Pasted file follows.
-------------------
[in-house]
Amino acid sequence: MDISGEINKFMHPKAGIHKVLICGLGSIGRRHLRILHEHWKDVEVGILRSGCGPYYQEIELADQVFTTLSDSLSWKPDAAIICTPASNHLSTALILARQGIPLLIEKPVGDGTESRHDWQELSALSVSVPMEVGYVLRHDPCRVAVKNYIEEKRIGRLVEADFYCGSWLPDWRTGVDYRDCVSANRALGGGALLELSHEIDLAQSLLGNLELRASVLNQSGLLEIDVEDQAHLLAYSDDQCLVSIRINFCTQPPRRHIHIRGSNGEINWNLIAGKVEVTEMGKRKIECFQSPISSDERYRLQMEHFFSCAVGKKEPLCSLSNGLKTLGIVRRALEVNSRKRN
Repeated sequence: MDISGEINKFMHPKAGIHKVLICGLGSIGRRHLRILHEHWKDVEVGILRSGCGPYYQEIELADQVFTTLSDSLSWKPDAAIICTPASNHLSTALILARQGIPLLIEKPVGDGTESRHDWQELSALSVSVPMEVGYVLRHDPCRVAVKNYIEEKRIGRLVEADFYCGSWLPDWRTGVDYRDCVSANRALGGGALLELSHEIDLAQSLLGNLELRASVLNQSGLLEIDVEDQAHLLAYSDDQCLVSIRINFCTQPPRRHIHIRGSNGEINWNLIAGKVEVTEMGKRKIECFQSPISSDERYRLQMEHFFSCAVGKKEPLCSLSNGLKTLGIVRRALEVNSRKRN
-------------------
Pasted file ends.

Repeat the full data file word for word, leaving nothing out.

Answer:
[in-house]
Amino acid sequence: MDISGEINKFMHPKAGIHKVLICGLGSIGRRHLRILHEHWKDVEVGILRSGCGPYYQEIELADQVFTTLSDSLSWKPDAAIICTPASNHLSTALILARQGIPLLIEKPVGDGTESRHDWQELSALSVSVPMEVGYVLRHDPCRVAVKNYIEEKRIGRLVEADFYCGSWLPDWRTGVDYRDCVSANRALGGGALLELSHEIDLAQSLLGNLELRASVLNQSGLLEIDVEDQAHLLAYSDDQCLVSIRINFCTQPPRRHIHIRGSNGEINWNLIAGKVEVTEMGKRKIECFQSPISSDERYRLQMEHFFSCAVGKKEPLCSLSNGLKTLGIVRRALEVNSRKRN
Repeated sequence: MDISGEINKFMHPKAGIHKVLICGLGSIGRRHLRILHEHWKDVEVGILRSGCGPYYQEIELADQVFTTLSDSLSWKPDAAIICTPASNHLSTALILARQGIPLLIEKPVGDGTESRHDWQELSALSVSVPMEVGYVLRHDPCRVAVKNYIEEKRIGRLVEADFYCGSWLPDWRTGVDYRDCVSANRALGGGALLELSHEIDLAQSLLGNLELRASVLNQSGLLEIDVEDQAHLLAYSDDQCLVSIRINFCTQPPRRHIHIRGSNGEINWNLIAGKVEVTEMGKRKIECFQSPISSDERYRLQMEHFFSCAVGKKEPLCSLSNGLKTLGIVRRALEVNSRKRN